By David Hennessy
Ashford Place has been doing what it can to reduce the isolation felt by elderly Irish who are still shielding as the crisis continues to drag on.
The Cricklewood-based social inclusion charity has come up with an idea to brighten up the lives of their elderly Irish clients who are missing social interaction by launching an ongoing series of celebrity driven video conferencing events for their clients. Entitled ‘A Conversation With…’ the new series sees the charity’s clients getting to chat to a celebrity every two weeks.
The series was kicked off by former Eastenders and Coronation Street actress Michelle Collins who is also the Ambassador for Ashford Place’s Dementia Friendly Brent.
Michelle chatted with Ashford Place’s clients about her life and work.
She was followed by Coronation Street screenwriter Susan Oudot whose novel Real Women was adapted for BBC with the sequel novel Perfect being adapted for ITV. Michelle Collins starred in both. Susan has also written TV hits like Blue Murder and Down to Earth and has been a Coronation Street scriptwriter since 2011.
Kay Halpin commented on Facebook about the new initiative: “Aww my lovely aunt Una Halpin told me all about it, she was delighted, bless her and thank you.” The conversations have also been described by clients as “inspirational” and “fascinating”.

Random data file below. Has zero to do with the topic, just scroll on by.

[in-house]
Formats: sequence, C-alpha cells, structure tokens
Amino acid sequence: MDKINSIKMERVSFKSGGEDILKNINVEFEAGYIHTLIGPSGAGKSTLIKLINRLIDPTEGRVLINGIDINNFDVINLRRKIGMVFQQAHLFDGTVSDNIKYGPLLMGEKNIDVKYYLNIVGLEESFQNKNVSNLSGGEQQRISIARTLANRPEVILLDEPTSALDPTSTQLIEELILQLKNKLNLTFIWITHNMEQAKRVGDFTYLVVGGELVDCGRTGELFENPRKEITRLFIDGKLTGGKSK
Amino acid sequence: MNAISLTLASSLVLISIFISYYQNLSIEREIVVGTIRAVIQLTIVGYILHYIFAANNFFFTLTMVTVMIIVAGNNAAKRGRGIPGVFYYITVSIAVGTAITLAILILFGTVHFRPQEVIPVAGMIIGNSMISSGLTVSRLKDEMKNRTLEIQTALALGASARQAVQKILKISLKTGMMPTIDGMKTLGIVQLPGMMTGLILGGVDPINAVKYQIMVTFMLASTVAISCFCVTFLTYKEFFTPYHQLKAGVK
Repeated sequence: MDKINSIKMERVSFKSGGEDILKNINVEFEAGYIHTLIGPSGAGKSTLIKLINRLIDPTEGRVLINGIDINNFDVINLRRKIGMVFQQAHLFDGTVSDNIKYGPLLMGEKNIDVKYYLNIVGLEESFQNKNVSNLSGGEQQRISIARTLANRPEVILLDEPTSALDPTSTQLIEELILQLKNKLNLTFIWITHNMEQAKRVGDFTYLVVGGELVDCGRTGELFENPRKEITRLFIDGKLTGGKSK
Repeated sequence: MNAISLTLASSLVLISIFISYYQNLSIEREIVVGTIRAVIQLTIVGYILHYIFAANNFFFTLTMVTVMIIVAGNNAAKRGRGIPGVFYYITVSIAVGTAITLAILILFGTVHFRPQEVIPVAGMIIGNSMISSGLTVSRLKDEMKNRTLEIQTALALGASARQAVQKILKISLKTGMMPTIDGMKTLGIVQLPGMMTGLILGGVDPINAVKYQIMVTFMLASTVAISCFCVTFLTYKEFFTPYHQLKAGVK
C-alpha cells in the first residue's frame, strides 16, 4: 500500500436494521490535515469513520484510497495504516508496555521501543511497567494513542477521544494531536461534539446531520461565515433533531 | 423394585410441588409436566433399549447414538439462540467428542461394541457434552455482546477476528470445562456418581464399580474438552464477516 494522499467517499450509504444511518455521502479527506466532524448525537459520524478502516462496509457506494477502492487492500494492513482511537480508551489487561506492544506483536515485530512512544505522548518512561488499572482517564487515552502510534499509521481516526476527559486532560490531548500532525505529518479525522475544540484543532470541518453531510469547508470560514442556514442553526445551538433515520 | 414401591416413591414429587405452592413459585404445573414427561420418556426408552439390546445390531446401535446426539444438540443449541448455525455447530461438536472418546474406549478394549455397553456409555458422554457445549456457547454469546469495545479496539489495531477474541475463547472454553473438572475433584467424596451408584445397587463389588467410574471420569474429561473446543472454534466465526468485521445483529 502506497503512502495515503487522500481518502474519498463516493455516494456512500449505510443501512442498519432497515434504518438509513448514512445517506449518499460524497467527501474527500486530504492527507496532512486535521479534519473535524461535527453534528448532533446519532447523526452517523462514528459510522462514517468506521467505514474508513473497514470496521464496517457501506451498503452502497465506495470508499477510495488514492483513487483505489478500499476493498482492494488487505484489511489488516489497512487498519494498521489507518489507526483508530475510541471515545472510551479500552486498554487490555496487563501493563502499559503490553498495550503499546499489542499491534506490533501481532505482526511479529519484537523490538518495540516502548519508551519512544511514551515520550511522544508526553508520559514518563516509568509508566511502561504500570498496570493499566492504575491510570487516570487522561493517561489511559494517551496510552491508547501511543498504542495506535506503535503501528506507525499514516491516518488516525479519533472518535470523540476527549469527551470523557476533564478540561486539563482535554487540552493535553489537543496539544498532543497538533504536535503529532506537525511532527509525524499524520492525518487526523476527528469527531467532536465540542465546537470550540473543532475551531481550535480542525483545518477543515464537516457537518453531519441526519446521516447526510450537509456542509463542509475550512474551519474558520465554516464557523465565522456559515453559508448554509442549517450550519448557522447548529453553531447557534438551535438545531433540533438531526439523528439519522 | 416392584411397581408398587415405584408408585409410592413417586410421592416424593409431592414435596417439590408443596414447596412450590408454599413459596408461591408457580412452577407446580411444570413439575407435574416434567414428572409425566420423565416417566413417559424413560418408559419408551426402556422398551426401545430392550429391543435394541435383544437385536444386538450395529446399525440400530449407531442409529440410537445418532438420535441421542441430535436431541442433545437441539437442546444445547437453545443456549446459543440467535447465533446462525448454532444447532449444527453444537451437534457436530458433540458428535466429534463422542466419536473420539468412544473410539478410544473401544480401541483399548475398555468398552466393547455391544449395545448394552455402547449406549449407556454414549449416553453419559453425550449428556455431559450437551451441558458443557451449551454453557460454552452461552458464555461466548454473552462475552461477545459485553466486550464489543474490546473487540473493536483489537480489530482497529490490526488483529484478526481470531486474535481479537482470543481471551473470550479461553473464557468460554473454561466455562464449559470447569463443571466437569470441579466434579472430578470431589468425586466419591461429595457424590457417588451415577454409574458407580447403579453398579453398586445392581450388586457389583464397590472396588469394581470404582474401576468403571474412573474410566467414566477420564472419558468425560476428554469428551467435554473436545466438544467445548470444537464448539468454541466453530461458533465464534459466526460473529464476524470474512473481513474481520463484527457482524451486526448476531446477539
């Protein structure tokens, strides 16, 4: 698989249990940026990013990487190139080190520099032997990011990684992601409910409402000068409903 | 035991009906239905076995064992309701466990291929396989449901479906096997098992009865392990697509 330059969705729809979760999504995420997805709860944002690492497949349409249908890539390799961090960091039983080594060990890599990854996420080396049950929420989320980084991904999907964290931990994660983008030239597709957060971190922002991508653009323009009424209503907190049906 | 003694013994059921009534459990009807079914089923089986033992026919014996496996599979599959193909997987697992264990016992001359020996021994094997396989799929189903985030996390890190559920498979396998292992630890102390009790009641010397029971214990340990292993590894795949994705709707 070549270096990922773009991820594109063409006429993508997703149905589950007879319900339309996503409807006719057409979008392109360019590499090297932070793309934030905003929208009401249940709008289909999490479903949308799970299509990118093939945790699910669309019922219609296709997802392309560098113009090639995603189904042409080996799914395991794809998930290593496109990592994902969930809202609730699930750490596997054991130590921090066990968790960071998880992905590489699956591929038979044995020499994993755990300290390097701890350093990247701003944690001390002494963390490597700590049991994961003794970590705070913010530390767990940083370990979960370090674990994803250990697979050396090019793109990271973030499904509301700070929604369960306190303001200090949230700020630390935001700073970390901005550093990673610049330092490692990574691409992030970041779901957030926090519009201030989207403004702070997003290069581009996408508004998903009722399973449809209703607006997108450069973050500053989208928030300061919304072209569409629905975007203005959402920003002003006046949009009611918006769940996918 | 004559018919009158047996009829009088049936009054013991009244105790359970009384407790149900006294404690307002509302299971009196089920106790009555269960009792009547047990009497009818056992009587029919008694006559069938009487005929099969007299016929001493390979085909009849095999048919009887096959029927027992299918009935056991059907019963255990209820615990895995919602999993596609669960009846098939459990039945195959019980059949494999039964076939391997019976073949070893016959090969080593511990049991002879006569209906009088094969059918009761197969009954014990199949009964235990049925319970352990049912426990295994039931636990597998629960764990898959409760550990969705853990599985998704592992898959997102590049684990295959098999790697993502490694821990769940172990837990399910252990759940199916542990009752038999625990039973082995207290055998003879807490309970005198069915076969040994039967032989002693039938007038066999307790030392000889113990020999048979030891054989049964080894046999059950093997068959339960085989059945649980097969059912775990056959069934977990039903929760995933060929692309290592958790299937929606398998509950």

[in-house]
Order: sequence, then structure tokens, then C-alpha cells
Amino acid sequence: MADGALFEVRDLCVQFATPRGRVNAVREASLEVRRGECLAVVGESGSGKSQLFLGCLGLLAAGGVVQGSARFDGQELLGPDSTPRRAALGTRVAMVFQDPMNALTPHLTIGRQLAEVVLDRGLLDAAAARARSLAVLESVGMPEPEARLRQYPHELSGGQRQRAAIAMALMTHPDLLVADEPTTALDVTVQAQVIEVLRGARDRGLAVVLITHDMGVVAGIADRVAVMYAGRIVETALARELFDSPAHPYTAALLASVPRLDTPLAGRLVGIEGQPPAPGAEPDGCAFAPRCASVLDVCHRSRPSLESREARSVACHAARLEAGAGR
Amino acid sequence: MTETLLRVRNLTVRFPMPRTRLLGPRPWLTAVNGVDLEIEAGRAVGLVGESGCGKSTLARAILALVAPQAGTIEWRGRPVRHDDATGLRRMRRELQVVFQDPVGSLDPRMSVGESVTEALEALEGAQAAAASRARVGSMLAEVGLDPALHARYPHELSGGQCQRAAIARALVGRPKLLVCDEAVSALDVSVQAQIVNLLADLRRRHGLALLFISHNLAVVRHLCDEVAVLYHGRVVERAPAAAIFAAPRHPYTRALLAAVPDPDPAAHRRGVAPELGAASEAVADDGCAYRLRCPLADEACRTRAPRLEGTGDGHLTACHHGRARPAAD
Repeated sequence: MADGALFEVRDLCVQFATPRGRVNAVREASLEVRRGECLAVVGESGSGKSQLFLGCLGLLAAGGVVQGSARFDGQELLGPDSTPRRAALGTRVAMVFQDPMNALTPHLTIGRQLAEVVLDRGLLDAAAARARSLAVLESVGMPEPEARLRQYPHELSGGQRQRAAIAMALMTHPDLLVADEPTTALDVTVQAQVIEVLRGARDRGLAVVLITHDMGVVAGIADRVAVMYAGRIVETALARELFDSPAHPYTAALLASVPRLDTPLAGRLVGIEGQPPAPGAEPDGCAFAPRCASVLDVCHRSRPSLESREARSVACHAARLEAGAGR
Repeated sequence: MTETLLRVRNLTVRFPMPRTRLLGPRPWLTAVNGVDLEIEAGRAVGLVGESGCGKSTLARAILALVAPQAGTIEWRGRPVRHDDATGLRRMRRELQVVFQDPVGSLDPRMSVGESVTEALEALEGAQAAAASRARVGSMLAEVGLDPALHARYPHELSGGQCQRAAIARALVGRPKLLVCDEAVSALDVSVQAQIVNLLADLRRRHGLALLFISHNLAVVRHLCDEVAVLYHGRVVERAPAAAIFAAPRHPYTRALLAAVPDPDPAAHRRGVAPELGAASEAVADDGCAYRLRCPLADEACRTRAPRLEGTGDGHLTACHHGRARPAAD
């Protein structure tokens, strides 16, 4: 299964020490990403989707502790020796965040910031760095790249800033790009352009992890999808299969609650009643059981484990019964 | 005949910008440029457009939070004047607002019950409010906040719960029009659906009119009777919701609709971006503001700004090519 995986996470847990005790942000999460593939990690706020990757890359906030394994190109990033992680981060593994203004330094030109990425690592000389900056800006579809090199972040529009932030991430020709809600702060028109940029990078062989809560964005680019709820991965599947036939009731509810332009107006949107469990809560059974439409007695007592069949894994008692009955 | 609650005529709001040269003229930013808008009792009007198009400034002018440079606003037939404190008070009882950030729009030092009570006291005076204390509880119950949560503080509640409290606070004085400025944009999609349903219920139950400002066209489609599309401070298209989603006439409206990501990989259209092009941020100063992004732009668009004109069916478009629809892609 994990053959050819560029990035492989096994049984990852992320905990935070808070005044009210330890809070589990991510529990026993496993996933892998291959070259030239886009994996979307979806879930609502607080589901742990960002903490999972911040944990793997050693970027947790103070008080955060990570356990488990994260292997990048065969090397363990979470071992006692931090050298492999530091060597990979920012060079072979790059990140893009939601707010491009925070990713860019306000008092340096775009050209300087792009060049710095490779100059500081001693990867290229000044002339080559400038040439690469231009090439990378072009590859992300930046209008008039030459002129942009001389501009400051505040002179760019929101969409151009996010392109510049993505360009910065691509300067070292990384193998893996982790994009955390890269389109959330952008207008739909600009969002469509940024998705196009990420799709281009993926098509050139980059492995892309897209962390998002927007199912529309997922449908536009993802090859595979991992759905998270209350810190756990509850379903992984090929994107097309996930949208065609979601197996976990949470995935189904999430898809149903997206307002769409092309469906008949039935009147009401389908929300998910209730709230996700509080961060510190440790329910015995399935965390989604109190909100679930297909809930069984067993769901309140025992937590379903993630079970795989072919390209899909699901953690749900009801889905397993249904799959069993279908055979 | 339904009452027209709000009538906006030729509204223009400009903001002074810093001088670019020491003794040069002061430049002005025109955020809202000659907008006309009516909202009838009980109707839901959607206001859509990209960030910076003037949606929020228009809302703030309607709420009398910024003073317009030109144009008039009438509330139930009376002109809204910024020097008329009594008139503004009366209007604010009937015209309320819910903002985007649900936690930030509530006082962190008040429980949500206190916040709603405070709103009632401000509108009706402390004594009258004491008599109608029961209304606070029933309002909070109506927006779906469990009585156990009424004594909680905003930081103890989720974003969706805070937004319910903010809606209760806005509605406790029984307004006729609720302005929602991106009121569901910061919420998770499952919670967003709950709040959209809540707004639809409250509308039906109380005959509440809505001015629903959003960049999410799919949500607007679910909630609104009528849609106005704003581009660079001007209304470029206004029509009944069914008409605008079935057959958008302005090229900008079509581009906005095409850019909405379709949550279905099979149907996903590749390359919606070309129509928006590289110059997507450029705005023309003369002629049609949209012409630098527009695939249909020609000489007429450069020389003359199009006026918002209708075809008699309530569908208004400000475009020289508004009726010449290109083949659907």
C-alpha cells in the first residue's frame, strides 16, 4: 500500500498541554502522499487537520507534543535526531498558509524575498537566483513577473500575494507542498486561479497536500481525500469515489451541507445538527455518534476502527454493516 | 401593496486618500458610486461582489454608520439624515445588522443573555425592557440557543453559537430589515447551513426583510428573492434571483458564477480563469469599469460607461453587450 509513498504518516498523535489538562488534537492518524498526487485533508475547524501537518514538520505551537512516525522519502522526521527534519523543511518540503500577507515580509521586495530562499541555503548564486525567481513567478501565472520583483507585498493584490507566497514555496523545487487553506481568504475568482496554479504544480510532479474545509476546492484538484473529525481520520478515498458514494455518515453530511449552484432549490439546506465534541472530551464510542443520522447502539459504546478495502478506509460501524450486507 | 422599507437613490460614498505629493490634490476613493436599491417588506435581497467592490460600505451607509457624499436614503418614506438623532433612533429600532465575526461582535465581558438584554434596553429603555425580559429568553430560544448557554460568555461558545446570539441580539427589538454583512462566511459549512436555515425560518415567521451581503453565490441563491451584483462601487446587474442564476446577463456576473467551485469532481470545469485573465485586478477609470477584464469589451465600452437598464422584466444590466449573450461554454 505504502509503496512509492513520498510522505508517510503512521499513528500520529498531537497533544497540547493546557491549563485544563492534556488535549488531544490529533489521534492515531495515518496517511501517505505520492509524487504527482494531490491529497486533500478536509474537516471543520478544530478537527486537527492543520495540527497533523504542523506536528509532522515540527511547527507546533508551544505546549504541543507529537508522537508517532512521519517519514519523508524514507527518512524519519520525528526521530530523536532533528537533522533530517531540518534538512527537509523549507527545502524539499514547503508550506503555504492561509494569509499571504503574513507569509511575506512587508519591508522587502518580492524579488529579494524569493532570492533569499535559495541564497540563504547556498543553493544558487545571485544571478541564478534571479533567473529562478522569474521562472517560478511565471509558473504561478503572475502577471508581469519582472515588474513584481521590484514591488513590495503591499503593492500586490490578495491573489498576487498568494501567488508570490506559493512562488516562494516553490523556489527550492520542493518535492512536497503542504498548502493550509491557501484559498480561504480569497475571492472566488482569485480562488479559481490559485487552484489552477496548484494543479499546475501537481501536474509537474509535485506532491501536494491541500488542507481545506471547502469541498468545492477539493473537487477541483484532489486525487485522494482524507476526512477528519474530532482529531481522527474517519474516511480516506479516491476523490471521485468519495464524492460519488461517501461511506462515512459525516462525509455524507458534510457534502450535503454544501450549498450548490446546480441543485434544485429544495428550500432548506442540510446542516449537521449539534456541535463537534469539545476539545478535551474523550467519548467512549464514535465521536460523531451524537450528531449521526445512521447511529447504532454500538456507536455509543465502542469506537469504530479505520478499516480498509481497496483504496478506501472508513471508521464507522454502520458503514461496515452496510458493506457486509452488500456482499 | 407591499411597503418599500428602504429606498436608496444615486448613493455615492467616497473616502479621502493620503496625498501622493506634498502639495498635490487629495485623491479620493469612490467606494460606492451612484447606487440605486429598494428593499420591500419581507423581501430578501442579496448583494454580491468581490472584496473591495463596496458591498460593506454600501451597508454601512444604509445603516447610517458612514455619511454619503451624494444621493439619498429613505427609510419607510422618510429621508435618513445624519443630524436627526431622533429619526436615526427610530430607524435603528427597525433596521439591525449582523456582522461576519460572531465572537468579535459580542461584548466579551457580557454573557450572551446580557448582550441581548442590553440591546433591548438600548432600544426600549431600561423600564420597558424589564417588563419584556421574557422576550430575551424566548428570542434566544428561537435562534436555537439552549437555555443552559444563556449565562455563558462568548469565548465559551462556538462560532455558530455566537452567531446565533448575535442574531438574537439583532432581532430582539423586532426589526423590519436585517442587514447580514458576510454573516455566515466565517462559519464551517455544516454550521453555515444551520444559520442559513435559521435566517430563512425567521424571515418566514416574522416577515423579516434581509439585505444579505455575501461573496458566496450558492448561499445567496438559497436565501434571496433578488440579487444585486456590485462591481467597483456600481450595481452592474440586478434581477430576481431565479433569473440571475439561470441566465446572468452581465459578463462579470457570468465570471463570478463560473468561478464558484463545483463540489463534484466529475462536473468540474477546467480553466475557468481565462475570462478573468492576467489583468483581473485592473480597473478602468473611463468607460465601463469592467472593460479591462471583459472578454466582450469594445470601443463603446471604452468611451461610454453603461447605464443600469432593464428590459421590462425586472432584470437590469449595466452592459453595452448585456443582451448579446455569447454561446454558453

Actress, writer, musician and former world champion Irish dancer Maria McAteer will be the next to take the stage with more actors, writers, comedians lined up for the coming months.
The event was the brainchild of Ashford Place’s CEO Danny Maher who commented: “Kathleen and her husband Patrick who lives with dementia were delighted when I invited them to a zoom meeting – which took place in a socially distanced space at our charity in Cricklewood – with Susan Oudot, writer of their favourite soap, Coronation Street.
“We had to support them to use the tablet but it was worthwhile as they had a great session and it was the first time the two of them had ventured out for five months since the lockdown.
“We know that the Irish people love nothing better than to socialise and have the chat about local and world affairs. So we thought why let the lockdown stop that. We have had a few zoom meetings now and our older Irish are getting used to being ‘online’ and of course meeting some famous people.
“There’s no stopping us now. Zoom on.”